First, the how and why of the award: Following a lengthy nomination process and the requisite screening which included letters of recommendation from U.S. Congressmen Joe Wilson and Jeff Duncan, Bill received the award based on his distinguished service to both the state and nation.
“This is an award that cannot be bought nor applied for,” said Gov. McMaster as he made the presentation. “This is reserved for those who statewide, nationally or beyond have distinguished themselves in service to the people of South Carolina. Bill Connor is one of those people.”
McMaster then explained how S.C. is a culturally vibrant state with its lifeblood being a strong Judeo-Christian tradition combined with a strong military tradition. That, and the fact that South Carolinians are a people who have come to and assimilated into this society uniquely imbued with those two traditions, and that these people have, according to McMaster, “over the centuries faced every obstacle known to man in a place that is [otherwise] paradise.”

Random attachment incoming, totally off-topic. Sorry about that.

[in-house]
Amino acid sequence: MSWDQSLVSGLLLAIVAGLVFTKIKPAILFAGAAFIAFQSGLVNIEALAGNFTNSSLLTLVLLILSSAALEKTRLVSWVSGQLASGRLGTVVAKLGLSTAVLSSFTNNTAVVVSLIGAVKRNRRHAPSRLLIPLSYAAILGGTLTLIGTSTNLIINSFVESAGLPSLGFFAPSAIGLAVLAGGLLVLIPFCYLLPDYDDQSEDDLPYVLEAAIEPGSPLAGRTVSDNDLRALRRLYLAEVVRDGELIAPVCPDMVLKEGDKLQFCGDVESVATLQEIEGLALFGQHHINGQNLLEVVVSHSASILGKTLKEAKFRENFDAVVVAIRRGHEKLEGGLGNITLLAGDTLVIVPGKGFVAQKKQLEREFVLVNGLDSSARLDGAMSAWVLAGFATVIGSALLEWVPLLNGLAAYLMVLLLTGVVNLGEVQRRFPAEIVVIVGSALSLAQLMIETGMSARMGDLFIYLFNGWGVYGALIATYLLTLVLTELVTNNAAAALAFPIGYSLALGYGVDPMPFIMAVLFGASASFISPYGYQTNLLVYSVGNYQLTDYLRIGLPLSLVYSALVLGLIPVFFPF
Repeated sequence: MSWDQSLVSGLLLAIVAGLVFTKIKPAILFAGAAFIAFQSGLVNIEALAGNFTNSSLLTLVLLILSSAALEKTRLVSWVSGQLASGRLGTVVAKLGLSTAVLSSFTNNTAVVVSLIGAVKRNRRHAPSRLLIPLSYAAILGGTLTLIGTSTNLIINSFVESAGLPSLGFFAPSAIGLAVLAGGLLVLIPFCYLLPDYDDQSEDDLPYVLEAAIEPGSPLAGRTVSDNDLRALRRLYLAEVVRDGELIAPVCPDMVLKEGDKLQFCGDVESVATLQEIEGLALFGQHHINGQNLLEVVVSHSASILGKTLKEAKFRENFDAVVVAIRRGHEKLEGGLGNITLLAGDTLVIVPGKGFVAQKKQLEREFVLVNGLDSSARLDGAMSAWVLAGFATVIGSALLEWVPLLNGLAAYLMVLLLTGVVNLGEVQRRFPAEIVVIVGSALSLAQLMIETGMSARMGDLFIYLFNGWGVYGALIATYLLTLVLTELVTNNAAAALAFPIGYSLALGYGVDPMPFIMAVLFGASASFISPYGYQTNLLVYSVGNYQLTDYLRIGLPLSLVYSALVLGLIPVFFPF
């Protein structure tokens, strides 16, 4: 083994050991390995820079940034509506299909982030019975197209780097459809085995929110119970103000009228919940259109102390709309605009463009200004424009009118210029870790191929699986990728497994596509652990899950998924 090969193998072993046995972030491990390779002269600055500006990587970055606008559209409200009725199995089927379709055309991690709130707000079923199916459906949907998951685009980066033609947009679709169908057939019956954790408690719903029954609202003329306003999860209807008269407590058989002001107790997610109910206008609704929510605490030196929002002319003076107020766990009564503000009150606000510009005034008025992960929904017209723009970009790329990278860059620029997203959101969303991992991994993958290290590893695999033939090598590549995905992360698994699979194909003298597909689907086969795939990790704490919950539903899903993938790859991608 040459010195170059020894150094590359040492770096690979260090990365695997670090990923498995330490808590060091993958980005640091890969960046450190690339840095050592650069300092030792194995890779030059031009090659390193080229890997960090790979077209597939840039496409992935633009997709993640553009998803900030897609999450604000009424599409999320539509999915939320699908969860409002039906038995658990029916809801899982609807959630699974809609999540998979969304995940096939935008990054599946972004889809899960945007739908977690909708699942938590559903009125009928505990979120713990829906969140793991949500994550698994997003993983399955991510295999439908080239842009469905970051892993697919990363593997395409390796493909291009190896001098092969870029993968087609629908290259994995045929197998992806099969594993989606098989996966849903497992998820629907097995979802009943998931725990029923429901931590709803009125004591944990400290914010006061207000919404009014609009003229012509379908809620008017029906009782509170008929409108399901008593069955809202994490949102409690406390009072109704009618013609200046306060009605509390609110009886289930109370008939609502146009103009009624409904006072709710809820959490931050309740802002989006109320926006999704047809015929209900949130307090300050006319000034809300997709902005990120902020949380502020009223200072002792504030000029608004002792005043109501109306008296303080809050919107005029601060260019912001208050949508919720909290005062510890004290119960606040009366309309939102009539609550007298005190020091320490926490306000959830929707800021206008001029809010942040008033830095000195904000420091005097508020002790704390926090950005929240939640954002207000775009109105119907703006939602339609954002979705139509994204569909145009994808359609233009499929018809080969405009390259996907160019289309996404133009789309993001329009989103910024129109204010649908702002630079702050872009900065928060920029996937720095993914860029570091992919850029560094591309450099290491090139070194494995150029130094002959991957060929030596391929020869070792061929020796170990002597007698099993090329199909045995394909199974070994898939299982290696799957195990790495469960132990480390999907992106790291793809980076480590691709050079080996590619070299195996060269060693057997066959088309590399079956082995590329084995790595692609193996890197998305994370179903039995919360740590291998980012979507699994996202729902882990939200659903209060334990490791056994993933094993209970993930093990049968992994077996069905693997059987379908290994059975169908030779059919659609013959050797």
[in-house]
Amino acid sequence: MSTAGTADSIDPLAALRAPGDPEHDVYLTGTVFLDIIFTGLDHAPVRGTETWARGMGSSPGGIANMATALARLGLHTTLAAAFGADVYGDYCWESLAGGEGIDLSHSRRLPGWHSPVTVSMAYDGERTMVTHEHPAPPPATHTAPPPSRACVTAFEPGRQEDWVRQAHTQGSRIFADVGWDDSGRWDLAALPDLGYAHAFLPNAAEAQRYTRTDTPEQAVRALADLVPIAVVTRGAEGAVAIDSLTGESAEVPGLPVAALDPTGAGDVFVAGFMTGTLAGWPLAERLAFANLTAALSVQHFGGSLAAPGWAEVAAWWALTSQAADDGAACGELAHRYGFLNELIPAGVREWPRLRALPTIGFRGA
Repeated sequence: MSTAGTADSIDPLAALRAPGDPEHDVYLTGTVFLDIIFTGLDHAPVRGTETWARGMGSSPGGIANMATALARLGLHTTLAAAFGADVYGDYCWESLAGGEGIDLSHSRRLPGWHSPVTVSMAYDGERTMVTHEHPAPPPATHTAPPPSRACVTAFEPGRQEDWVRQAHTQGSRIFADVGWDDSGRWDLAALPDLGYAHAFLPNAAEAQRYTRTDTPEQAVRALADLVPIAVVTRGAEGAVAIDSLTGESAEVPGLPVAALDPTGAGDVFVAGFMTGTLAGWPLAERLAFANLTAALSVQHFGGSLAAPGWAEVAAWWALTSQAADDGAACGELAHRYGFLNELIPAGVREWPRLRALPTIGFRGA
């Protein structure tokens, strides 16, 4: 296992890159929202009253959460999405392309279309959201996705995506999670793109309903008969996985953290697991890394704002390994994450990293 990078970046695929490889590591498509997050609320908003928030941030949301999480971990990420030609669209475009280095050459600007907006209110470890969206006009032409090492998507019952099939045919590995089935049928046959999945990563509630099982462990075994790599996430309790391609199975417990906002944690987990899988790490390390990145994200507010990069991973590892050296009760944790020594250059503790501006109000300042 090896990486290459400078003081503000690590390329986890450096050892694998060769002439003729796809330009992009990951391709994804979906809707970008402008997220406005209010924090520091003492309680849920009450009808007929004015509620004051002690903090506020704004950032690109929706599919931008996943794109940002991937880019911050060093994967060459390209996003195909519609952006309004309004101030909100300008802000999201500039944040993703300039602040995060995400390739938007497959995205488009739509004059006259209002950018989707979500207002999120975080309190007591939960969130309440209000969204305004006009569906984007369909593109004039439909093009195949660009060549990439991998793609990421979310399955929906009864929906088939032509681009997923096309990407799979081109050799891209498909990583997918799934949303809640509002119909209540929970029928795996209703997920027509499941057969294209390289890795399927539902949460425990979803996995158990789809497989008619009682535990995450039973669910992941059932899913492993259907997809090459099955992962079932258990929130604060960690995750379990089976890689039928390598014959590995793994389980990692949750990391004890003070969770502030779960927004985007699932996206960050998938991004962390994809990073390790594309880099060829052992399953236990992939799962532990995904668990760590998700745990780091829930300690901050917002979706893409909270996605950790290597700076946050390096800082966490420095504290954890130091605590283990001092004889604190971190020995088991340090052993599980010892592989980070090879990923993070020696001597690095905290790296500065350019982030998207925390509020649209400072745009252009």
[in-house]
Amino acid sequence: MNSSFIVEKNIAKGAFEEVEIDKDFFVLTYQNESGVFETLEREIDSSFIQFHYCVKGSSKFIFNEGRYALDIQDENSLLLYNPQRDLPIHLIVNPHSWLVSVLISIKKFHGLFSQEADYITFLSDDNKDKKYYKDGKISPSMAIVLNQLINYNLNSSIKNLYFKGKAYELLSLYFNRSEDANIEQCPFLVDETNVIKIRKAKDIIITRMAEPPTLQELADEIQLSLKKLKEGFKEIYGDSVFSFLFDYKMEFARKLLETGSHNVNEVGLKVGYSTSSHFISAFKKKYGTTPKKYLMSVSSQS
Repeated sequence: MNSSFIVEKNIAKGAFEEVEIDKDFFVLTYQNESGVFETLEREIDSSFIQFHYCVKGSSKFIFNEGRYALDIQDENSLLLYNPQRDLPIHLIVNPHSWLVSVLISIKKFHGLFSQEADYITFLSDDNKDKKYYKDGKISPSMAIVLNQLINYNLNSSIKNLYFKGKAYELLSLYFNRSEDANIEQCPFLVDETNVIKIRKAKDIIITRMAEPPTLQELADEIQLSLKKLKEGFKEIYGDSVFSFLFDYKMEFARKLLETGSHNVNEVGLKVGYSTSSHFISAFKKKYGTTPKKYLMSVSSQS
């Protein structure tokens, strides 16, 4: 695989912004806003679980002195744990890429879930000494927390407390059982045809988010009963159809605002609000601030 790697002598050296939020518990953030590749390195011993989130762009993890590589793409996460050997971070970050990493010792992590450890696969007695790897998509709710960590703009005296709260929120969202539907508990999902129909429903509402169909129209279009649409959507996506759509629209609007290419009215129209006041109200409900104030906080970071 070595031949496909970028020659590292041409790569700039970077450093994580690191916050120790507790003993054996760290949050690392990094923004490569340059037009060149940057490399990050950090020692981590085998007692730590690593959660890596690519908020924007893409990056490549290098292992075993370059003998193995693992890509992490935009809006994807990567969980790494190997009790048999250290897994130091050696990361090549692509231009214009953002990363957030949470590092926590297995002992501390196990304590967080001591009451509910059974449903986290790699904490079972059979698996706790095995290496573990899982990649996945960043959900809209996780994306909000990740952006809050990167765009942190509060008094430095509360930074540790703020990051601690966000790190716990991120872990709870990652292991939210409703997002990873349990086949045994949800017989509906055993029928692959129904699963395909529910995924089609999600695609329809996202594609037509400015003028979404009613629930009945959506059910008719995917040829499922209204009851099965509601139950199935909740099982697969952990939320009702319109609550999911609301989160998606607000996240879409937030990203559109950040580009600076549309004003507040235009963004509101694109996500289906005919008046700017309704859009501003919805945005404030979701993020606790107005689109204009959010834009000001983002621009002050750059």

Simply put, S.C. is an incubator state that has given rise to a special type of a self-reliant, multi-talented workforce that multinational corporations like BMW, Boeing, Fabrique Nationale, Michelin, SONOCO, and others are drawn to. “That’s what we have, and Bill Connor’s life reflects everything that I’ve just said,” McMaster added.
Men like Bill are not unique in and to the Palmetto State, but they are indeed rare across much of the rest of the country.
An accomplished attorney and a career Army officer, Bill is a former light infantry commander and Ranger training company commander who, among other posts and multiple overseas deployments, later served as the senior U.S. military adviser in Helmand Province, Afghanistan during the height of the war. Prior to his 2020 retirement from the U.S. Army Reserve (also serving in the regular Army and the S.C. Army National Guard), Bill served as the emergency preparedness liaison officer for S.C. As such, he was the ranking representative of ARMY NORTH for the Palmetto State during some of our most disastrous weather events.
In 2019, Bill was elected chair of the National Security Task Force (NSTF), one of 10 mission-specific task forces (or subcommittees) composing the gubernatorially established S.C. Floodwater Commission of which I also serve.